Polio is considered to be an extremely infectious viral disease, usually affecting children under the age of 5 years (1). It can be caused by either the wild poliovirus (WPV) or the Vaccine derived poliovirus (VDPV). Polio is transmitted to people mainly by the faecal-oral route but less frequently by contaminated water or food. It incubates in the intestine and invades the nervous system causing paralysis (2). The onset of fever, accompanied by stiffness of the neck and pains in the limbs, are important symptoms of polio (1). Polio is often associated with irreversible paralysis as it usually attacks the nervous system (1). Polio is prevented by vaccination because it is still without cure (3). Since the global effort to eradicate the disease was launched in 1988, world polio cases have reduced significantly, leaving fewer cases of continuous transmission in some endemic countries (1, 3, 5). Between 2005 and 2009, Nigeria reported over 2,000 polio cases due to the WPV (6). The WPV, therefore, posed a more serious threat to Nigerian children more than the VDPV (4, 6, 7). Occurrences associated with increased Type 1 and 3 (WPV 1 and 3) transmission in Nigeria also occurred in 12 countries in 2009, including the Republic of Senegal, Liberia, Mali, Niger and Chad in 2008 and 2009 (8). In 2012, there were 122 total WPV cases, with 53 cases in 2013 (9). The incidence of Type 1 cases, nonetheless, decreased by around 58 per cent in comparison to 2012. This was continued in 2014 with a substantial reduction in the number of cases of up to 88 per cent and circulation in Nigeria was mostly limited to two Northern Nigerian states (Kano and Borno) (10). After two years of absence of polio cases in Africa, a case of WPV in Borno was confirmed in 2016 (3). Nigeria, therefore, became the last African country to have recorded a WPV case in Africa. In the year 2020, Nigeria was finally declared free of WPV reflecting efforts by governments, NGOs, and the community in ending WPV transmission in Nigeria (4, 5). But there are still countable numbers of eradicable infectious, non-infectious and neglected diseases of the tropics that needs to be eradicated. This review, therefore, assesses the efforts in the playbook implemented for polio eradication and how lessons learnt could be applied in strengthening health systems for other eradicable diseases in Nigeria.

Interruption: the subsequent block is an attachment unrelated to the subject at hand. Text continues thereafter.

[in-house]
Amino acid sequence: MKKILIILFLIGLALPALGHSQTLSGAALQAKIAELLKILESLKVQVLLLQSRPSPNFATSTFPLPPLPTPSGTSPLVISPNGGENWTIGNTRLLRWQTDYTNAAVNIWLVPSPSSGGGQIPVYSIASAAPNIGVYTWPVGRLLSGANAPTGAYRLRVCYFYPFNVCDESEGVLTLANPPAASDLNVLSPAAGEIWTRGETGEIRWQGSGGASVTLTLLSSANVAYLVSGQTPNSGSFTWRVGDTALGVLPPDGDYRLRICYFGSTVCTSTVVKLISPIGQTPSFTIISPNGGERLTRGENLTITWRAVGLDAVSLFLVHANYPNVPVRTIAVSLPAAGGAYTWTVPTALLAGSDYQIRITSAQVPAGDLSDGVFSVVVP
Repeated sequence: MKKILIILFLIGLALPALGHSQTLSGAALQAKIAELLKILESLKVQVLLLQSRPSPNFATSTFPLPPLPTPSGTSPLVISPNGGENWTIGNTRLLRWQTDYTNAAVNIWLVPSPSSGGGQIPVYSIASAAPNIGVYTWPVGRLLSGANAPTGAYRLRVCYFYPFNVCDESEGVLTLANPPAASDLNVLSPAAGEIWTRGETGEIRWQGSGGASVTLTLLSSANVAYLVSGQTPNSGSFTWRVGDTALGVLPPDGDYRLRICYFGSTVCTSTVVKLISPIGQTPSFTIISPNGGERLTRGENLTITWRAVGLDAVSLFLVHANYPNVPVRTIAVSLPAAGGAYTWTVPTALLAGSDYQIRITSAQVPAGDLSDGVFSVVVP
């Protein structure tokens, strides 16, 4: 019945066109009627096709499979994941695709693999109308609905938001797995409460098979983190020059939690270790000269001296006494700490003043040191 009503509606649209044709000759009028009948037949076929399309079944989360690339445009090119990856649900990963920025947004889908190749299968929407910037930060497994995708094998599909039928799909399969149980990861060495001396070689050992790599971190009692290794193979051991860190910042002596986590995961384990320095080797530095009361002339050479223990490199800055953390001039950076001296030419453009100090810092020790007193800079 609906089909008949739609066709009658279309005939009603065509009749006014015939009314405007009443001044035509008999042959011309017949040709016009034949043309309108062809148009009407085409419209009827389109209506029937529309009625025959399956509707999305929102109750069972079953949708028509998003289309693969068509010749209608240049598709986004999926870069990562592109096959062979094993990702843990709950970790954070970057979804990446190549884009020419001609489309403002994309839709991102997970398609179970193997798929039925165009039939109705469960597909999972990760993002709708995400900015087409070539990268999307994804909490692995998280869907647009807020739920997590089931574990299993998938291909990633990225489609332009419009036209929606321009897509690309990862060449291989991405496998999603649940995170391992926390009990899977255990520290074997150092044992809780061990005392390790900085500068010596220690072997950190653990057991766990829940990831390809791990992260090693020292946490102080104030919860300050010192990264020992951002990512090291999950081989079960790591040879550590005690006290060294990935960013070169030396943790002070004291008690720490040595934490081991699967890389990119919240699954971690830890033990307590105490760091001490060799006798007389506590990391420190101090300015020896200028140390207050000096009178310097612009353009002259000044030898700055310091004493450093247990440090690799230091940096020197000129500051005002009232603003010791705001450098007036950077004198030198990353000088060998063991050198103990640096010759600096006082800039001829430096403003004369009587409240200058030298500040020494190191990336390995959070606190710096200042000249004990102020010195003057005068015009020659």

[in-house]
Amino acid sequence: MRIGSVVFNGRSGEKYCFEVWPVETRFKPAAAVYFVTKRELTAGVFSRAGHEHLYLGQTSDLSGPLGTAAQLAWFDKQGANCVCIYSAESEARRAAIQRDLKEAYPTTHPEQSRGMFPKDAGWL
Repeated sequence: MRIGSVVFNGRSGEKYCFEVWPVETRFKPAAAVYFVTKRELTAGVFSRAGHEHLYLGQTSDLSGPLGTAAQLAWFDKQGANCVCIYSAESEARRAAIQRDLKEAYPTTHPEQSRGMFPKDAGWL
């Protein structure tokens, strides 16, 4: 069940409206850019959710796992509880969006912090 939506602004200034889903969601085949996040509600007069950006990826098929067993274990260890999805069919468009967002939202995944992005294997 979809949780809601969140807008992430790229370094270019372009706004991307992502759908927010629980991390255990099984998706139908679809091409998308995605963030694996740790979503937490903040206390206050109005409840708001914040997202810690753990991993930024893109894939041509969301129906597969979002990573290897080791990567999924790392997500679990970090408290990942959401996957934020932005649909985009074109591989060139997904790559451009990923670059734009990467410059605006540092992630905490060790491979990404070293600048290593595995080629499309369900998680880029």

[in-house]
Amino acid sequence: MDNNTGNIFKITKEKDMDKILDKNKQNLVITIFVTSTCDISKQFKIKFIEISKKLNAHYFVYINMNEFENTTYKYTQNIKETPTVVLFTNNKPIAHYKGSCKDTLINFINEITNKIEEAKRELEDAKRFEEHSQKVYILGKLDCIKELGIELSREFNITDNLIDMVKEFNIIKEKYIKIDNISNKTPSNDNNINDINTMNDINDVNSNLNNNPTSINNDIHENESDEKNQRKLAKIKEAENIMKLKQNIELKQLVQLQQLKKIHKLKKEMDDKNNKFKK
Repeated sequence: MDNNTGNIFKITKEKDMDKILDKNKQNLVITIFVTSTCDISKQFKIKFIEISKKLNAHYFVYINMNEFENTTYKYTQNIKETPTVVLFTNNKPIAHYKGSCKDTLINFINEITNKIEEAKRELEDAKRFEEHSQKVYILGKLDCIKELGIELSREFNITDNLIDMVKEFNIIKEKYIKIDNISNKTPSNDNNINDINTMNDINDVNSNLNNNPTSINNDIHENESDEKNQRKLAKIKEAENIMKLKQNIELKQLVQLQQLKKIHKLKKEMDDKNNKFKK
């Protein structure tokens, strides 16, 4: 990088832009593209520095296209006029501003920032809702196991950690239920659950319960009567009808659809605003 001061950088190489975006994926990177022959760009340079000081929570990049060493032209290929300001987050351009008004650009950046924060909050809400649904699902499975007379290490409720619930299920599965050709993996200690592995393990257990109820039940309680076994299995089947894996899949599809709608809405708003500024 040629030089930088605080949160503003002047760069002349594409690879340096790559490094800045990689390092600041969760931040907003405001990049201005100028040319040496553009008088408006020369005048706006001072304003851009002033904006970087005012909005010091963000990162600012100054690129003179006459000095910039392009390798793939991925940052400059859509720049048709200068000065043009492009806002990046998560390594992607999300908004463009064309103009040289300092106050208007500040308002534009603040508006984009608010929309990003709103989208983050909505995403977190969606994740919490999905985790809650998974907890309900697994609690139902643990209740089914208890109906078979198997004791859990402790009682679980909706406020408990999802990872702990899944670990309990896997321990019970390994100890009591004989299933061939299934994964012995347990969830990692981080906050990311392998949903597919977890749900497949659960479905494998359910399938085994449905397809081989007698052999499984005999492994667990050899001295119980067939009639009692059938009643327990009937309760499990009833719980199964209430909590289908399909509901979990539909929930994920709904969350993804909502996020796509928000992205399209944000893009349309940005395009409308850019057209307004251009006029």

Efforts to kick out polio in Nigeria in literature